Last week, Baltimore Mayor Jack Young abruptly announced the retirement of city’s Director of Public Works, Rudy Chow, amid public controversy surrounding steep rate hikes that have more than tripled water and sewer bills.
One of the most expensive infrastructure projects that Chow launched was right here, in Baltimore’s Hanlon Park. Hundreds of trees have been cut down and the grass torn up into a mud and gravel landscape rumbling with bulldozers.
“This was the most wooded areas of the Ashburton community in Northwest Baltimore,” said Mark Reutter a reporter for the news website Baltimore Brew who has been writing about the project. “This park had 198 mostly old-growth trees, all of which have been removed to place these tanks.”
The tanks he’s referring to are massive underground drinking water holding tanks that the Baltimore Department of Public Works is building both here and beneath part of Druid Lake in Druid Park to replace old open drinking water reservoirs and comply with EPA regulations.
But Reutter’s investigations revealed that the drinking water projects, under Chow’s leadership, were almost $200 million more expensive than they had to be, and delayed for years.
“Under the original plan, submitted by the Sheila Dixon Administration and approved in 2009 by EPA and the Maryland Department of the Environment, both of these projects were to have been completed last year,” Reutter said. “Currently these projects will not be completed until the very end of 2022 or 2023.”
According to Reutter’s research, Baltimore had a cheaper and simpler option to comply with 2006 EPA drinking water regulations through additional treatment of its water instead of building large new underground water storage tanks. Those EPA regulations were designed to prevent a parasite called cryptosporidium from getting into open drinking water reservoirs from the waste of geese, a problem that caused a disease outbreak in Milwaukee in 1993.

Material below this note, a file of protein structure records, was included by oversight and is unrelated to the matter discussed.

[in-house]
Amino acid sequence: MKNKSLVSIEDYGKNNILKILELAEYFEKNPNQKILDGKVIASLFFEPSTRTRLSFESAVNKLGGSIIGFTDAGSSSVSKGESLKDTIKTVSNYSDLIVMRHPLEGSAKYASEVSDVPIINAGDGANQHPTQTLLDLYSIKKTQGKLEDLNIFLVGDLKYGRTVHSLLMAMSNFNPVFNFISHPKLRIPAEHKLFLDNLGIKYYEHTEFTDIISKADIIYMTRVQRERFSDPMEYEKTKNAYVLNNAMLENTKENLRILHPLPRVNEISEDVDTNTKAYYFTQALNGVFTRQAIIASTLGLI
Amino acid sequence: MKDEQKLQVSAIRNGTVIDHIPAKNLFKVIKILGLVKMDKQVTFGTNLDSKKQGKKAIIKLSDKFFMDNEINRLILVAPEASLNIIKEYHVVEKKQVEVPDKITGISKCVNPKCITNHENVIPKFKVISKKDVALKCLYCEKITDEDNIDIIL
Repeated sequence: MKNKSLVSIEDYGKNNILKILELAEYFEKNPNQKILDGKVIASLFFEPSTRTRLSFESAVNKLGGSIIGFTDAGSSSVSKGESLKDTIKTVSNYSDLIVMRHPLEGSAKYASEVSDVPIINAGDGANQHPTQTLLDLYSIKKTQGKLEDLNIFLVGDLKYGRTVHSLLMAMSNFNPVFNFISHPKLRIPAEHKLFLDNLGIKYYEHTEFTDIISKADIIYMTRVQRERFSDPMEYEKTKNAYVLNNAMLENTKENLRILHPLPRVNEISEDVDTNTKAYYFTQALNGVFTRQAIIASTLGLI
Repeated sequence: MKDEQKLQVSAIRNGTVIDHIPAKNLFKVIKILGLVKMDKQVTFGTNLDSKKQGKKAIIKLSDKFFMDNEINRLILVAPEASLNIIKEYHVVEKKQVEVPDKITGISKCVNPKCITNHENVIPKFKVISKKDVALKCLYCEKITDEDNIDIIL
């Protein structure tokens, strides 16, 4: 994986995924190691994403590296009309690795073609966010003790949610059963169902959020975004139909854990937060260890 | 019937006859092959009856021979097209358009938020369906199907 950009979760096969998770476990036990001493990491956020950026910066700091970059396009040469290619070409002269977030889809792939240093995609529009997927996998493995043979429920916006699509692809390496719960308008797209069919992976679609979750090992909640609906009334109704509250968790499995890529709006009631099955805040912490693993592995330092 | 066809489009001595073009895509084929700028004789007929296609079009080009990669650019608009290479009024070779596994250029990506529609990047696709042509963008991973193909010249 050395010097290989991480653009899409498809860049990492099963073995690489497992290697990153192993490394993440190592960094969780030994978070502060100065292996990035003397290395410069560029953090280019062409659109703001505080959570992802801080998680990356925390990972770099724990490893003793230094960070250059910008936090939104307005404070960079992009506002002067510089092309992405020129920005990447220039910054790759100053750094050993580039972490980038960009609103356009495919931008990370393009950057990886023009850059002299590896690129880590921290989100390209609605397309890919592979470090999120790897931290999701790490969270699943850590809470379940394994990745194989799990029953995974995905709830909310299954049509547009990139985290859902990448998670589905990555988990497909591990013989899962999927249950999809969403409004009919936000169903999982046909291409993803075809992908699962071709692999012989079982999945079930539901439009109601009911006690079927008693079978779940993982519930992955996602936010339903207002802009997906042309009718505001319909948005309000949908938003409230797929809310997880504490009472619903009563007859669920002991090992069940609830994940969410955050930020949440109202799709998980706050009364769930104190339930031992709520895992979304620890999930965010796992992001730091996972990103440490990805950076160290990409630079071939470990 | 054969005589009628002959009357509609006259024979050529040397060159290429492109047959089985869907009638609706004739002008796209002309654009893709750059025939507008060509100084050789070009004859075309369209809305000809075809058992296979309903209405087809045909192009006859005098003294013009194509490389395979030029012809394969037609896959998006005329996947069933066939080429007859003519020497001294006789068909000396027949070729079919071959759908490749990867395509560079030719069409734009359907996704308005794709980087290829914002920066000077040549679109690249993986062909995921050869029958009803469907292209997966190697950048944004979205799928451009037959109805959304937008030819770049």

Maryland health authorities said they have no records of anybody in Baltimore ever being sickened by this parasite in city tap water. EPA and state environmental officials gave Baltimore permission to instead use a more affordable ultra-violet radiation treatment system to safeguard against any possible contamination. That option could have cost about $90 million, according to the initial estimates – instead of the almost $300 million for the huge underground water holding tanks that public works director Chow preferred.
Jeffrey Raymond, a spokesman for the Baltimore Department of Public Works, defended Chow’s decision to launch a more expensive tank project as a way to make better long-term, permanent safety improvements to the city’s water system. The city's most recent estimate for the cost of the underground tanks at Hanlon Park and Druid Park is $272 million.
“The idea is to have an ultimate solution, not a partial solution,” Raymond said. “These tanks will be the ultimate solution. The water will be secure, stored away from not just environmental hazards but – God forbid – somebody trying to be nefarious and try to introduce something into the water system.”
But the logic of that – when the quality of the city’s drinking water has never been a problem -- is lost on some local residents like Michelle Simpson, who lives near Hanlon Park. If the city had an extra $200 million laying around, Simpson said she’d rather the money be spent on something more useful – like improving the city’s schools instead of cutting down trees and ripping up neighborhood parks.
“No, it wasn’t necessary,” Simpson said, looking over her neighborhood park stripped of trees. “They’re always doing something that costs a lot. It don’t make no sense, and then they’re crying that we don’t have any money. Then, the first thing they do when they run out of money? They attack the schools and merge them and cram all the kids into one school. And then they wonder why people are dropping out of school.”
Audio will be posted by the end of the day on Wednesday.